Detection and incremental object learning in videos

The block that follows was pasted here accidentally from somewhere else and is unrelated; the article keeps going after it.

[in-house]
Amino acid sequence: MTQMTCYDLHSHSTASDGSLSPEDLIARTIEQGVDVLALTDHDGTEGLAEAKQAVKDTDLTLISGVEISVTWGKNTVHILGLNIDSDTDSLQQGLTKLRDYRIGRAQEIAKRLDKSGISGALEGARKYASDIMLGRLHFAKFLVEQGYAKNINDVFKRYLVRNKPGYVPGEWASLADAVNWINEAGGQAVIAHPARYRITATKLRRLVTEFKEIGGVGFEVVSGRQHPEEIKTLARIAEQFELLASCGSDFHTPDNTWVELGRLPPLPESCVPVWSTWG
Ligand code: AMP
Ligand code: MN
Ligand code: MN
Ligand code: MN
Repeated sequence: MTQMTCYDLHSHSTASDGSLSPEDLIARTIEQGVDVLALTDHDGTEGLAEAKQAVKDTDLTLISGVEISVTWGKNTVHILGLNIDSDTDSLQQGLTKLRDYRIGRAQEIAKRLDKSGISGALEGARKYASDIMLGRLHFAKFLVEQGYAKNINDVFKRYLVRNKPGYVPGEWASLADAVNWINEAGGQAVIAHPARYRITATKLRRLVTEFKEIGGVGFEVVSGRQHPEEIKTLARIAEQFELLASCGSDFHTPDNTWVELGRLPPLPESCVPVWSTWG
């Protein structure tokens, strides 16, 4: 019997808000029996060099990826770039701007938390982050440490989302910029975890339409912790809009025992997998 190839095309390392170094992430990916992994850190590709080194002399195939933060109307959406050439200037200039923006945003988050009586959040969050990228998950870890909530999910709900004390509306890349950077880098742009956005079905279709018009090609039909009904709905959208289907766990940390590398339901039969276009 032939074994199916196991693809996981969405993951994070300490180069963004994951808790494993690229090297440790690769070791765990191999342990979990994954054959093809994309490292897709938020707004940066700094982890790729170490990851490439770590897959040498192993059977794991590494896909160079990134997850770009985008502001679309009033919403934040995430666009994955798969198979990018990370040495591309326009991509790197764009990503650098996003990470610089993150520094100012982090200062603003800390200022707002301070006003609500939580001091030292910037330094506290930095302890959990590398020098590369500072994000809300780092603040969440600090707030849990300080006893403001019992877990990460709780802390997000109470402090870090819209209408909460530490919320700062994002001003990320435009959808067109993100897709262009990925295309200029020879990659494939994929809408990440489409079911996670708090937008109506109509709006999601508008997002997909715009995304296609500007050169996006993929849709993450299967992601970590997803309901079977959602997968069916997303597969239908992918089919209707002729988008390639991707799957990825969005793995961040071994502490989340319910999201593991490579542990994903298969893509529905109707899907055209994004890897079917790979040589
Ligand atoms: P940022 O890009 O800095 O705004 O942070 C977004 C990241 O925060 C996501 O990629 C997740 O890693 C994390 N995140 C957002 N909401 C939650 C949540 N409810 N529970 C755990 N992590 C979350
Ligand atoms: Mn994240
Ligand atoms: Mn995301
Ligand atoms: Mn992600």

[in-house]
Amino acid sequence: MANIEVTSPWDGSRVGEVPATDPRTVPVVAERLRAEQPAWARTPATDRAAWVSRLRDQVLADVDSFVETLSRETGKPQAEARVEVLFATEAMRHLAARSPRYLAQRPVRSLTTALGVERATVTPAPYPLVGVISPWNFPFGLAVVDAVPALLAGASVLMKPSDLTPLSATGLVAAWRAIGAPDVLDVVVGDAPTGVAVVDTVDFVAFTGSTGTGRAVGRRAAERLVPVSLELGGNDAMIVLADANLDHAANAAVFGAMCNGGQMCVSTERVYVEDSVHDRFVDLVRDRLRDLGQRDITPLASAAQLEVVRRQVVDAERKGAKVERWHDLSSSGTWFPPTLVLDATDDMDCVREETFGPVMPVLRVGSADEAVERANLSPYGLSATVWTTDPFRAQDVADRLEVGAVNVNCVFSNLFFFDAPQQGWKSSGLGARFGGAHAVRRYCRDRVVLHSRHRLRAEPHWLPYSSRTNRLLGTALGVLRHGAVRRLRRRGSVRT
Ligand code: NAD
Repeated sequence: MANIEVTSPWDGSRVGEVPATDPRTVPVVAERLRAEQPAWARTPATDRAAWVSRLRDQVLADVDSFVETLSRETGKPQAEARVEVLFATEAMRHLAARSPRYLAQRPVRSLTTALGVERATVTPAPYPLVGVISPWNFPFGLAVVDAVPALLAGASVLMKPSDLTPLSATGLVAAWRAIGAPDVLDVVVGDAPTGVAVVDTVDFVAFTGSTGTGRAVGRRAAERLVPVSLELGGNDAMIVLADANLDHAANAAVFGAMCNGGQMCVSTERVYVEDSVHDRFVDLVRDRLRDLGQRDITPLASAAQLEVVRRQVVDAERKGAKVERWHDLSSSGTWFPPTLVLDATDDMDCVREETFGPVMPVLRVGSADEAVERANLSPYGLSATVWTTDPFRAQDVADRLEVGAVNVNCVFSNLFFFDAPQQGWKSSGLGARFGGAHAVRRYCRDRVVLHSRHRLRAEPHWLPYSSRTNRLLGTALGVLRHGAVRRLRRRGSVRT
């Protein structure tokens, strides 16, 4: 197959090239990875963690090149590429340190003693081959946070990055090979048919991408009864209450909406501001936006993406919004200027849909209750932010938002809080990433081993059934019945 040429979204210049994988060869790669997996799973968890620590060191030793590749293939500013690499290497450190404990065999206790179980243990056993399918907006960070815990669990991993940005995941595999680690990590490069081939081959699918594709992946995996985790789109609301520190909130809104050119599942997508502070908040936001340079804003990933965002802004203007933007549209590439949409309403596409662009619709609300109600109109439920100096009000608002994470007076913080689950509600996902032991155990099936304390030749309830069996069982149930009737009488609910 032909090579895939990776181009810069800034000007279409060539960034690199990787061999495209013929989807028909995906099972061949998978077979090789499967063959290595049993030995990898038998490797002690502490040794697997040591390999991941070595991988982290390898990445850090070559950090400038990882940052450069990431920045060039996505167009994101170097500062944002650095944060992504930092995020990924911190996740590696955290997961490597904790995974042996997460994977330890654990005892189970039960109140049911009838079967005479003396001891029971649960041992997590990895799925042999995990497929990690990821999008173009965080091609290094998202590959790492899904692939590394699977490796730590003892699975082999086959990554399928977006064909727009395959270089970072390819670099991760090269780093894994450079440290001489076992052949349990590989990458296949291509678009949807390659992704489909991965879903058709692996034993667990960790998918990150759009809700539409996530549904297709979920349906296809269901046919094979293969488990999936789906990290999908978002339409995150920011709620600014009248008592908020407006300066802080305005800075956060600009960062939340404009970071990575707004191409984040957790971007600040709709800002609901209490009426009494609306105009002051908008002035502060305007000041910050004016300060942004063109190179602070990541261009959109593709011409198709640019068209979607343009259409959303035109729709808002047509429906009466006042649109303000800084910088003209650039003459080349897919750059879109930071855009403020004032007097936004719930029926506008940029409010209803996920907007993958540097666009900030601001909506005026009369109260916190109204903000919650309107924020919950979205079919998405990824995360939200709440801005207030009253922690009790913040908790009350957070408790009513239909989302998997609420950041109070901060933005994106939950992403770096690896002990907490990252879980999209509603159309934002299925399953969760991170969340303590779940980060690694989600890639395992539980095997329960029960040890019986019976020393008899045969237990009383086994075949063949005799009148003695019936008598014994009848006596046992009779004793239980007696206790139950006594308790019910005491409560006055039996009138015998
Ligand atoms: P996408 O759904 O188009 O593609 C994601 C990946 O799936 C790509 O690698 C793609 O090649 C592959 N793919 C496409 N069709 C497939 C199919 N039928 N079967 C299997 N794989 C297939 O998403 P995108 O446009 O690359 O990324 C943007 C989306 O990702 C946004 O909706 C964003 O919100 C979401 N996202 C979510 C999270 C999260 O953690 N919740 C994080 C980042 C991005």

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Unlike state-of-the-art batch machine learning methods, children have a remarkable facility for learning visual representations of objects through a combination of self-directed visual exploration and access to a sparse supervisory signal in the form of spoken object names. Studies of infant development have shown that children are able to locate, track, and differentiate novel object instances from a continuous sequence of visual inputs without requiring dense object labels. This thesis develops methods for on-line visual learning in video which are inspired by infant object learning and are enabled by recent advances in deep learning architectures. We introduce two methods and a dataset to support this thesis. First, we demonstrate a convolutional neural network for detecting and tracking objects in continuous video. These detections are generated by harnessing the temporal continuity of the visual world, and can be used as space-time trajectories for objects in the scene. This method is capable of generating space-time proposals from streaming video, which presents a starting point for on-line weakly-supervised learning. We show that a network can be trained to detect objects more reliably when given a sequence of frames, while being 2.5 times faster when compared to traditional single frame detectors. The second part of this thesis studies the incremental learning paradigm in a setting similar to an infant's play environment. To mimic an environment where children pick up, examine, and put down different objects, we develop a novel data generation pipeline which can produce an arbitrary number of learning exposures composed of videos of rotating objects. Enabled by this data generator, we introduce a novel object learning problem, known as self-directed incremental learning, where an agent needs to decide whether a learning exposure corresponds to a previously-seen object or a new object. We present a simple solution to this problem, which has the ability to work with 100 unique objects shown repeatedly to the learner. From our extensive experiments we conclude that the effect of catastrophic forgetting, the main obstacle in adapting batch learning algorithms to an incremental learning setting, is diminished when learners are repeatedly exposed to different views of the same object.